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Lewis Pyenson selected as dean of Graduate College

March 28, 2006

KALAMAZOO--As the result of a national search, Dr. Lewis R. Pyenson, a research professor and historian at the University of Louisiana-Lafayette, is set to assume the role of dean of the Western Michigan University Graduate College, effective June 15.

A scholar with extensive international experience, Pyenson served as dean of Louisiana's Graduate School for six years, from 1995 to 2001, before moving to his current role as research professor at the Center for Louisiana Studies and professor of history. Pyenson, whose academic focus is the history of science, also is an adjunct professor of physics, philosophy, modern languages and cognitive science at UL-Lafayette, a school with some 16,000 students, including nearly 1,700 at the graduate level.

Pyenson's background includes faculty affiliations with such schools as the universities of Toronto and Montreal and the Virtual University of Quilmes in Argentina. He also has served as a visiting fellow at Princeton and as Suntory lecturer at four Japanese universities. In addition, he served in 2000 as a Rockefeller Foundation Fellow in Argentina at the Ethnographical Museum in Buenos Aires, the Atomic Research Center in Bariloche and the Cordoba Academy of Sciences. In 2005, he lectured as the George Sarton Chair at the University of Ghent in Belgium, and he is the recipient of the 2006 Herbert C. Pollock Award of the Dudley Observatory in Schenectady, New York.

"Dr. Pyenson brings with him a successful track record in graduate program leadership as well as a wealth of experience as an active scholar in his own right," says Dr. Linda Delene, WMU provost and vice president for academic affairs. "His background is an unusual blend of science and the humanities that I think will be invaluable in his work here at WMU. This University will benefit from his energetic leadership and creativity as well as the unique point of view that comes from his own research and writing. He will also participate in the comprehensive review of graduate programs now under way."

A prolific writer, Pyenson is the author or co-author of six books and scores of book chapters and professional articles. His books include "The Young Einstein: The Advent of Relativity," "The Art of Teaching Physics," co-edited with Jean-François Gauvin, and "Servants of Nature: A History of Scientific Institutions, Enterprises, and Sensibilities," which he wrote with co-author Susan Sheets-Pyenson.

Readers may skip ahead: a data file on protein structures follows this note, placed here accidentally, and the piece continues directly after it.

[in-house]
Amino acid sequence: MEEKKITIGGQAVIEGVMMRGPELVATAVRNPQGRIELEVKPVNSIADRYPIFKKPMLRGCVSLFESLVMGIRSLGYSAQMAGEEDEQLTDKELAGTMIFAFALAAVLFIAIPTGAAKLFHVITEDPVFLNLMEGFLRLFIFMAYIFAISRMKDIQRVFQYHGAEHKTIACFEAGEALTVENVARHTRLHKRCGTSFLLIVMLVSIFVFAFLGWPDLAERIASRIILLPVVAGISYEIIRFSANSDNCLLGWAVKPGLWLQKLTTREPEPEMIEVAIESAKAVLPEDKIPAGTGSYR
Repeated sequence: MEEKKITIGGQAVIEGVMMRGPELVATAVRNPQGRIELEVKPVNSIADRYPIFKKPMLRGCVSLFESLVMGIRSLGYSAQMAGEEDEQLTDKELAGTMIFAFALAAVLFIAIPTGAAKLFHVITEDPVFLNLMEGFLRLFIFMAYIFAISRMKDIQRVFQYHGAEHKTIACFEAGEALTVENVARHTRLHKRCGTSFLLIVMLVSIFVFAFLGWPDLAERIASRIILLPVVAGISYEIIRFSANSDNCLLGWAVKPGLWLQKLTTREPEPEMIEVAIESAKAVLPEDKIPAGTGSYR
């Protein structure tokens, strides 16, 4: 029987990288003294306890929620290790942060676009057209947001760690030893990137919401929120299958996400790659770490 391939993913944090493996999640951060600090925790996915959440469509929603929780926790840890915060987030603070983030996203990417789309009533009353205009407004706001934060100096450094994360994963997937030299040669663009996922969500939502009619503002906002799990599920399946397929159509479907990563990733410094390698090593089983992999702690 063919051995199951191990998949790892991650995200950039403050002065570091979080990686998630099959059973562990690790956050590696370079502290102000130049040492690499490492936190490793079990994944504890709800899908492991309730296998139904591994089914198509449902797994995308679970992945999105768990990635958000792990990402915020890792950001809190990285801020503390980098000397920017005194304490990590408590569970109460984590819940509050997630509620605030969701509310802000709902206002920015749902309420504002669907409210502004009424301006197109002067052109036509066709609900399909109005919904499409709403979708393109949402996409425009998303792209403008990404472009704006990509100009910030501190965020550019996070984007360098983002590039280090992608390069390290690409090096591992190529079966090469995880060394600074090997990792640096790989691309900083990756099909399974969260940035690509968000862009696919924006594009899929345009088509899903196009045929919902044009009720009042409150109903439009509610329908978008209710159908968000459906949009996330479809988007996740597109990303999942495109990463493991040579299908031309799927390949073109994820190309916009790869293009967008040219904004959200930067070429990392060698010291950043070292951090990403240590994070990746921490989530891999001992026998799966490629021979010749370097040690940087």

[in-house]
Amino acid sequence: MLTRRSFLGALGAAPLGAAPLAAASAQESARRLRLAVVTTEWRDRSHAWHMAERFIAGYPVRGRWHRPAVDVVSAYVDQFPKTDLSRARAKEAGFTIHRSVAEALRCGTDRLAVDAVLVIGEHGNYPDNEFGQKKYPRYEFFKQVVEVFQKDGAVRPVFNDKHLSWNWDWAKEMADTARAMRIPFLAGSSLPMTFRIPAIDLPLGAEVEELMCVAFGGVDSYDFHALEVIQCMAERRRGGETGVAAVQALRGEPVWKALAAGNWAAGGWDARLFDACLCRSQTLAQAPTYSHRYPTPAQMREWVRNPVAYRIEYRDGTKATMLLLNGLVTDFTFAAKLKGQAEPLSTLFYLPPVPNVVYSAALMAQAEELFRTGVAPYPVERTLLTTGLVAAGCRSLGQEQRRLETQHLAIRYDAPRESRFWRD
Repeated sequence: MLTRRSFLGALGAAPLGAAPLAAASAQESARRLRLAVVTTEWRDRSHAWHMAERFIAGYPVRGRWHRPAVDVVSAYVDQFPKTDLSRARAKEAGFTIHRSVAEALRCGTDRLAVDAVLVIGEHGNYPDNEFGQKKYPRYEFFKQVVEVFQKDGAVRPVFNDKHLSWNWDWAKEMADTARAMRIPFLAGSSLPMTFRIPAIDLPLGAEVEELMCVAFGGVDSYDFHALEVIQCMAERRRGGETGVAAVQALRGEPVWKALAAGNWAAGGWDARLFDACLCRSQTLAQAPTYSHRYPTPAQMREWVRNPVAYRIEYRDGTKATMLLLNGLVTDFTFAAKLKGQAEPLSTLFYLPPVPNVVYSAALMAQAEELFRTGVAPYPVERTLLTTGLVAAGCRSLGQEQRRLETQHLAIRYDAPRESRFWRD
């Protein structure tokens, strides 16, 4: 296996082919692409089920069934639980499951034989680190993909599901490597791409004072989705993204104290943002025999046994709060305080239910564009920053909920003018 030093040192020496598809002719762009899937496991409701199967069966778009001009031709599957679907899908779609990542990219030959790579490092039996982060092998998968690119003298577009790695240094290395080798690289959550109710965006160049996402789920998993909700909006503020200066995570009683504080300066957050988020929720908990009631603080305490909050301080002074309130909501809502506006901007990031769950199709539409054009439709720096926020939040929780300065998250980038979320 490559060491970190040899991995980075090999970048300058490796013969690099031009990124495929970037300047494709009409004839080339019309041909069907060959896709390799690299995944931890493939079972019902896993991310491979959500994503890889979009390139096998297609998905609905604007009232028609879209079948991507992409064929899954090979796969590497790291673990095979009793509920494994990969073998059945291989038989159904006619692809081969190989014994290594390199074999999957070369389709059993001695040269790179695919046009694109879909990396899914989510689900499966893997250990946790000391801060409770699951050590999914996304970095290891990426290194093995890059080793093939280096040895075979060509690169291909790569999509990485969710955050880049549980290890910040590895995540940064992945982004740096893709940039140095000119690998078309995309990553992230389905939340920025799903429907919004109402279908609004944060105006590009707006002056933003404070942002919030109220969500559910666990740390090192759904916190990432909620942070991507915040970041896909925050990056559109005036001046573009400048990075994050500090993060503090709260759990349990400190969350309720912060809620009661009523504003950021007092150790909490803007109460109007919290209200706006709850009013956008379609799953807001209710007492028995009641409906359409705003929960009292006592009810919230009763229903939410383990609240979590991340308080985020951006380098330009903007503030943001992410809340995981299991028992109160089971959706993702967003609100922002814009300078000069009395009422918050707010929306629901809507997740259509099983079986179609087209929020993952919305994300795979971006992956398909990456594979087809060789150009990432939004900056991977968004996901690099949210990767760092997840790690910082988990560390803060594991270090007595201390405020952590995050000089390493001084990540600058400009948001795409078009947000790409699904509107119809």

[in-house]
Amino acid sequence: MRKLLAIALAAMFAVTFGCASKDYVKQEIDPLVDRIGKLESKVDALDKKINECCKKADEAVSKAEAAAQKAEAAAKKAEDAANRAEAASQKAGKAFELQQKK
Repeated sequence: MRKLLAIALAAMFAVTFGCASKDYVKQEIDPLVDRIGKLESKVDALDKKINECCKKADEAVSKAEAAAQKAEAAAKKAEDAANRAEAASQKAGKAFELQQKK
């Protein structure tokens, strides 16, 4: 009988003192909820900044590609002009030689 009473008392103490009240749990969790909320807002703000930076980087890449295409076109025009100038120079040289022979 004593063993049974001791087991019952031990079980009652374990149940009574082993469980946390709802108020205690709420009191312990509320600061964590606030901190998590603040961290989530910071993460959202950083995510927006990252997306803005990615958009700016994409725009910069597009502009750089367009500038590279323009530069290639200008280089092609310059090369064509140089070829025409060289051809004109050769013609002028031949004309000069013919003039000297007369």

Pyenson says he's eager to begin his new role and expects to visit campus several times before his official start date. He notes that his conversations with colleagues around the world in recent weeks have revealed a wealth of good will and shown him the breadth of the University's reputation.

"Western has a strong presence internationally, and I've been pleased at the number of different graduate programs people talk about when I bring up WMU," Pyenson says. "What really strikes me, across the board, is the strength of the programs and the encouraging balance between professional and traditional academic programs on campus. And the quality of the facilities is really impressive."

Pyenson says he sees great potential for the University as a whole and its graduate programs in particular.

"This is a time of great change in higher education," he notes, "but I think it's also a time of opportunity for enterprising institutions to rise to national prominence."

Pyenson serves on the advisory board for the journals History of Science (Cambridge) and Historical Studies in the Physical and Biological Sciences (Berkeley). He also is on the international advisory board for Japanese and Argentine journals focused on science history. He is a fellow of the Royal Society of Canada, a corresponding member of the International Academy of History of Science in Paris, and an elected member of Sigma Xi and Phi Kappa Phi honor societies.

He earned a bachelor's degree with honors in physics from Swarthmore College in 1969, a master's degree in physics from the University of Wyoming in 1970 and a doctoral degree in the history of science from Johns Hopkins University in 1974.

Media contact: Cheryl Roland, (269) 387-8400, cheryl.roland@wmich.edu

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